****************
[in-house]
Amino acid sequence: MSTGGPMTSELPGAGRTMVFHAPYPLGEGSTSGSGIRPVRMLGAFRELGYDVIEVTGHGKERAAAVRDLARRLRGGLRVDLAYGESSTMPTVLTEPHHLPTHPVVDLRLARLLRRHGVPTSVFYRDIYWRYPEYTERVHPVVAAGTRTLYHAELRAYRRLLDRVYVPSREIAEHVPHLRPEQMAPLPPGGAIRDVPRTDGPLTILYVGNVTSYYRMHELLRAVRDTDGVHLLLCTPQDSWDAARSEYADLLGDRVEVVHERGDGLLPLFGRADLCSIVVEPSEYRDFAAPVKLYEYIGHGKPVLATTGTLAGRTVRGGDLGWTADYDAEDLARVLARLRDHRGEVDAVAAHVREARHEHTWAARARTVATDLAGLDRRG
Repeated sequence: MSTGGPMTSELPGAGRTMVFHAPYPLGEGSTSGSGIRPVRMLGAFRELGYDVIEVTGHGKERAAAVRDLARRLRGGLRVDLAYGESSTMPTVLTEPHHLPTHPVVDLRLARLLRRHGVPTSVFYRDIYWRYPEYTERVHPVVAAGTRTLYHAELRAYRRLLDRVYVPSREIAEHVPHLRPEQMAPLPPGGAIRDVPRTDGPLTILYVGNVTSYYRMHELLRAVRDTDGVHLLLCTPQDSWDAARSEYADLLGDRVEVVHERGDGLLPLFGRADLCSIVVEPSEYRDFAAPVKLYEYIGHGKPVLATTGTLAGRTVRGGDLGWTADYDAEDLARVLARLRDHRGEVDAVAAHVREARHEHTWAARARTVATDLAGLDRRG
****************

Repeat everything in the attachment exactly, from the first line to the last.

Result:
[in-house]
Amino acid sequence: MSTGGPMTSELPGAGRTMVFHAPYPLGEGSTSGSGIRPVRMLGAFRELGYDVIEVTGHGKERAAAVRDLARRLRGGLRVDLAYGESSTMPTVLTEPHHLPTHPVVDLRLARLLRRHGVPTSVFYRDIYWRYPEYTERVHPVVAAGTRTLYHAELRAYRRLLDRVYVPSREIAEHVPHLRPEQMAPLPPGGAIRDVPRTDGPLTILYVGNVTSYYRMHELLRAVRDTDGVHLLLCTPQDSWDAARSEYADLLGDRVEVVHERGDGLLPLFGRADLCSIVVEPSEYRDFAAPVKLYEYIGHGKPVLATTGTLAGRTVRGGDLGWTADYDAEDLARVLARLRDHRGEVDAVAAHVREARHEHTWAARARTVATDLAGLDRRG
Repeated sequence: MSTGGPMTSELPGAGRTMVFHAPYPLGEGSTSGSGIRPVRMLGAFRELGYDVIEVTGHGKERAAAVRDLARRLRGGLRVDLAYGESSTMPTVLTEPHHLPTHPVVDLRLARLLRRHGVPTSVFYRDIYWRYPEYTERVHPVVAAGTRTLYHAELRAYRRLLDRVYVPSREIAEHVPHLRPEQMAPLPPGGAIRDVPRTDGPLTILYVGNVTSYYRMHELLRAVRDTDGVHLLLCTPQDSWDAARSEYADLLGDRVEVVHERGDGLLPLFGRADLCSIVVEPSEYRDFAAPVKLYEYIGHGKPVLATTGTLAGRTVRGGDLGWTADYDAEDLARVLARLRDHRGEVDAVAAHVREARHEHTWAARARTVATDLAGLDRRG